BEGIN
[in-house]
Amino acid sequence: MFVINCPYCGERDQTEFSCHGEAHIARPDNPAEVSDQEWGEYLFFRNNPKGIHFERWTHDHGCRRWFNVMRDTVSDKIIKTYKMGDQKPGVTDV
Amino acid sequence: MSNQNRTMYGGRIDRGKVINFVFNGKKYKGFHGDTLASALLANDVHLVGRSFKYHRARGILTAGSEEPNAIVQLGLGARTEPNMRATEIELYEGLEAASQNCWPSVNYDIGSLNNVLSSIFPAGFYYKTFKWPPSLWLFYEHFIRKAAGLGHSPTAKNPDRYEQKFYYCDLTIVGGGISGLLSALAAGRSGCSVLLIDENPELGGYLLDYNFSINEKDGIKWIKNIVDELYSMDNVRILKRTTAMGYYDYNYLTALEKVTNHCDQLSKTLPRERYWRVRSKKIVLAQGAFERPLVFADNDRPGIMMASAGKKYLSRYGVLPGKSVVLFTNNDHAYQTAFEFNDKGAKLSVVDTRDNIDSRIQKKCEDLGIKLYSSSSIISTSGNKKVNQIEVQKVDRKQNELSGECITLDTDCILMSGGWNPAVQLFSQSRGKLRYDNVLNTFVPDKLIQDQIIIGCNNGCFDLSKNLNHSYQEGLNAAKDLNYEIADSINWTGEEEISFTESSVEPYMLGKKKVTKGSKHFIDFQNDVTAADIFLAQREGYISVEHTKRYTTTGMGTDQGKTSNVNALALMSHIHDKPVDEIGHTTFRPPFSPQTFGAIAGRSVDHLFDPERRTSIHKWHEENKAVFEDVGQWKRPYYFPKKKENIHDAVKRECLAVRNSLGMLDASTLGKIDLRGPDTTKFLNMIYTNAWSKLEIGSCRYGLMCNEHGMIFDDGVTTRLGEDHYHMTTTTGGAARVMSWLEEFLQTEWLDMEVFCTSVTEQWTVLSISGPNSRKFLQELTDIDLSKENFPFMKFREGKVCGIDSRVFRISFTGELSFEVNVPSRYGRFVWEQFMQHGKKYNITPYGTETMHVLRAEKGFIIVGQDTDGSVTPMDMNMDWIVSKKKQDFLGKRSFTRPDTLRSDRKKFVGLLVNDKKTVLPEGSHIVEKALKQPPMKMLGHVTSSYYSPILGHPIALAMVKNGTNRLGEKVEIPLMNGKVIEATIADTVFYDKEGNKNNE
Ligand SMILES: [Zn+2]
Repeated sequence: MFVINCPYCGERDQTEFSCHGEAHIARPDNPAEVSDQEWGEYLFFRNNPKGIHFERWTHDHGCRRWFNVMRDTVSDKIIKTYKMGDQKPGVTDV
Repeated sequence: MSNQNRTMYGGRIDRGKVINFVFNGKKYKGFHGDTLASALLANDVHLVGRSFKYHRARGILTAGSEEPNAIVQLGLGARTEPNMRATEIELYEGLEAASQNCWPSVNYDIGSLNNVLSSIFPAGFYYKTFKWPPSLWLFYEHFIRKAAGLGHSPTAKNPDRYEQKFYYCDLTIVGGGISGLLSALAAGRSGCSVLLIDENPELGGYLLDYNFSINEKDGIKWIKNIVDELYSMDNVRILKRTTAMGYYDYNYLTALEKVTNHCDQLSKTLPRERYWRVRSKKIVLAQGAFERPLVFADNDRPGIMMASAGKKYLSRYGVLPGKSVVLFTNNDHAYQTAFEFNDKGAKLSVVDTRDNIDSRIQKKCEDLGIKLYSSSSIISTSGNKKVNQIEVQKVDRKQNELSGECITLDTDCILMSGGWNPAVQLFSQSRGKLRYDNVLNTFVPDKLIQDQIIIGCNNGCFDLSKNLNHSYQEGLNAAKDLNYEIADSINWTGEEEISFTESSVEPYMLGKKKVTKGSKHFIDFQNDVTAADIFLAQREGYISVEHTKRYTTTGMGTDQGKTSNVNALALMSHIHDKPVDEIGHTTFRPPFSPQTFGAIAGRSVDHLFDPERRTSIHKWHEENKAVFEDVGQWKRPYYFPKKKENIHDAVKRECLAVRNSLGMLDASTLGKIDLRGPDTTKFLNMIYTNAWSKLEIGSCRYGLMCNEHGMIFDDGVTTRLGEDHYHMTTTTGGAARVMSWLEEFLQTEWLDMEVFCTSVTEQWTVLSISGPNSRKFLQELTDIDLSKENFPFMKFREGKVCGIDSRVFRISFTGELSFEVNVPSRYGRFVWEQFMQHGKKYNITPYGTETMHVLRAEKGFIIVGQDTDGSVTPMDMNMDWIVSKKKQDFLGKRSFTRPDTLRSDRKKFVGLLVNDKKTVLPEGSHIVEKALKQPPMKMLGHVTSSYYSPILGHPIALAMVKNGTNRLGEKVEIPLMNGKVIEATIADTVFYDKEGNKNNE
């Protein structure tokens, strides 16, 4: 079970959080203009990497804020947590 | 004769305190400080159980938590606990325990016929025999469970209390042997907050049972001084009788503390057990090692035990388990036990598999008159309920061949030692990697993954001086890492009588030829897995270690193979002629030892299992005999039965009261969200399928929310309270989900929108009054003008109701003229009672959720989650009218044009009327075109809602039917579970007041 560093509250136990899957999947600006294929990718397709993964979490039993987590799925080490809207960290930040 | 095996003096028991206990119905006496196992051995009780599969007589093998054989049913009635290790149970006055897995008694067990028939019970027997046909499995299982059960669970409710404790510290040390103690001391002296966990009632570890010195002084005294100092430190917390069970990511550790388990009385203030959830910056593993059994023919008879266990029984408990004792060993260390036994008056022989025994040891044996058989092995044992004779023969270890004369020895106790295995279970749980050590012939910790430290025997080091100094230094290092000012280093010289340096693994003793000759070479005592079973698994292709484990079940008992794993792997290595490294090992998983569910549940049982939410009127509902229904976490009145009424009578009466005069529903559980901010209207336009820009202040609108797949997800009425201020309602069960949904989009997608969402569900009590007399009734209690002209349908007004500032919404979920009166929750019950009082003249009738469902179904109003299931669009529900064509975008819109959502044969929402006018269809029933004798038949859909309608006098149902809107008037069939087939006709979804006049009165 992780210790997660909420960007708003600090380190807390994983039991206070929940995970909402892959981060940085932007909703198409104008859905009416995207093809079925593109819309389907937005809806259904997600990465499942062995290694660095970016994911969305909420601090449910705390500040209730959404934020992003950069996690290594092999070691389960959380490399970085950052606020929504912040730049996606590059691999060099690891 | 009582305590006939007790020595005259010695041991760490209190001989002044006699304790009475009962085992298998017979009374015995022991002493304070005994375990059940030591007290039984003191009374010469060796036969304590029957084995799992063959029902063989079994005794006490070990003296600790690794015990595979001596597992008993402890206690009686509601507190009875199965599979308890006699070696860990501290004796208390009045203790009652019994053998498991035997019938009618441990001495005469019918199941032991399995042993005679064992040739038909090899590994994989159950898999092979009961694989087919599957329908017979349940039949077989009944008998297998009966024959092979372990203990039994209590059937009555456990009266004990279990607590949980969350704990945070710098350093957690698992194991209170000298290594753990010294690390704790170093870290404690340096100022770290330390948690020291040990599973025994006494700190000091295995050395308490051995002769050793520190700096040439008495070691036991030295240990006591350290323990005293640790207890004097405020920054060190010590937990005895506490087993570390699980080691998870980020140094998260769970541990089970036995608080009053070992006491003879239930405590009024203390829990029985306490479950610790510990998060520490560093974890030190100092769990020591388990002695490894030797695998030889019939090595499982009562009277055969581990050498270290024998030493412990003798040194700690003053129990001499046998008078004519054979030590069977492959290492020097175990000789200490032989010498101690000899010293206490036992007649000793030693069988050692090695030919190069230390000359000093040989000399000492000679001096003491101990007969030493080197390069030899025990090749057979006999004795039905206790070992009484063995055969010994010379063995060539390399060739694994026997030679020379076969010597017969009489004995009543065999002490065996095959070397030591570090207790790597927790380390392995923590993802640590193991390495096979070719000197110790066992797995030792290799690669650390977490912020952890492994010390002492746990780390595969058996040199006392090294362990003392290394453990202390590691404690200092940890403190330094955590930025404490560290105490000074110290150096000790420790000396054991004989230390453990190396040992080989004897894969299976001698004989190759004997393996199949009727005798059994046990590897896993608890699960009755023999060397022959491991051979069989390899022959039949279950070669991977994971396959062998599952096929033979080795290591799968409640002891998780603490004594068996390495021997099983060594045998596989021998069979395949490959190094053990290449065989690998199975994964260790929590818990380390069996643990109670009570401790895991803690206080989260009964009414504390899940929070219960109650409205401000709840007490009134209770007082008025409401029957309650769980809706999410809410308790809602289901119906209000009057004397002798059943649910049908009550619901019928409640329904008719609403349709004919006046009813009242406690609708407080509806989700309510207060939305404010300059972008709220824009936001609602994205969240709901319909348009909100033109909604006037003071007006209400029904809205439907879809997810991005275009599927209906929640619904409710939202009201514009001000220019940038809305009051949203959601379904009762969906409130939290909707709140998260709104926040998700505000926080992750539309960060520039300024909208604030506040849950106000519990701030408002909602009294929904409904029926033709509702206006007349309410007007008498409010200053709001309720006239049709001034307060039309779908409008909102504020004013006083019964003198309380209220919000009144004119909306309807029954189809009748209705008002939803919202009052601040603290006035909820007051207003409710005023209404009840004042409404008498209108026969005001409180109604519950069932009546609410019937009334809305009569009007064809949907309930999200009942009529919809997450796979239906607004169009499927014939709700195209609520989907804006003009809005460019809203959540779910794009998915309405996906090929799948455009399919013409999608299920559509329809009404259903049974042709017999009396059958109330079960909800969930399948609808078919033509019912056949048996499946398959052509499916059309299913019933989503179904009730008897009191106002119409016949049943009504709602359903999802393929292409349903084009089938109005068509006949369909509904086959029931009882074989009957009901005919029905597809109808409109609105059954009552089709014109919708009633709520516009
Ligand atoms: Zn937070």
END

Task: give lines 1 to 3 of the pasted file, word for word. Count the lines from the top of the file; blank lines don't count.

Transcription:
[in-house]
Amino acid sequence: MFVINCPYCGERDQTEFSCHGEAHIARPDNPAEVSDQEWGEYLFFRNNPKGIHFERWTHDHGCRRWFNVMRDTVSDKIIKTYKMGDQKPGVTDV
Amino acid sequence: MSNQNRTMYGGRIDRGKVINFVFNGKKYKGFHGDTLASALLANDVHLVGRSFKYHRARGILTAGSEEPNAIVQLGLGARTEPNMRATEIELYEGLEAASQNCWPSVNYDIGSLNNVLSSIFPAGFYYKTFKWPPSLWLFYEHFIRKAAGLGHSPTAKNPDRYEQKFYYCDLTIVGGGISGLLSALAAGRSGCSVLLIDENPELGGYLLDYNFSINEKDGIKWIKNIVDELYSMDNVRILKRTTAMGYYDYNYLTALEKVTNHCDQLSKTLPRERYWRVRSKKIVLAQGAFERPLVFADNDRPGIMMASAGKKYLSRYGVLPGKSVVLFTNNDHAYQTAFEFNDKGAKLSVVDTRDNIDSRIQKKCEDLGIKLYSSSSIISTSGNKKVNQIEVQKVDRKQNELSGECITLDTDCILMSGGWNPAVQLFSQSRGKLRYDNVLNTFVPDKLIQDQIIIGCNNGCFDLSKNLNHSYQEGLNAAKDLNYEIADSINWTGEEEISFTESSVEPYMLGKKKVTKGSKHFIDFQNDVTAADIFLAQREGYISVEHTKRYTTTGMGTDQGKTSNVNALALMSHIHDKPVDEIGHTTFRPPFSPQTFGAIAGRSVDHLFDPERRTSIHKWHEENKAVFEDVGQWKRPYYFPKKKENIHDAVKRECLAVRNSLGMLDASTLGKIDLRGPDTTKFLNMIYTNAWSKLEIGSCRYGLMCNEHGMIFDDGVTTRLGEDHYHMTTTTGGAARVMSWLEEFLQTEWLDMEVFCTSVTEQWTVLSISGPNSRKFLQELTDIDLSKENFPFMKFREGKVCGIDSRVFRISFTGELSFEVNVPSRYGRFVWEQFMQHGKKYNITPYGTETMHVLRAEKGFIIVGQDTDGSVTPMDMNMDWIVSKKKQDFLGKRSFTRPDTLRSDRKKFVGLLVNDKKTVLPEGSHIVEKALKQPPMKMLGHVTSSYYSPILGHPIALAMVKNGTNRLGEKVEIPLMNGKVIEATIADTVFYDKEGNKNNE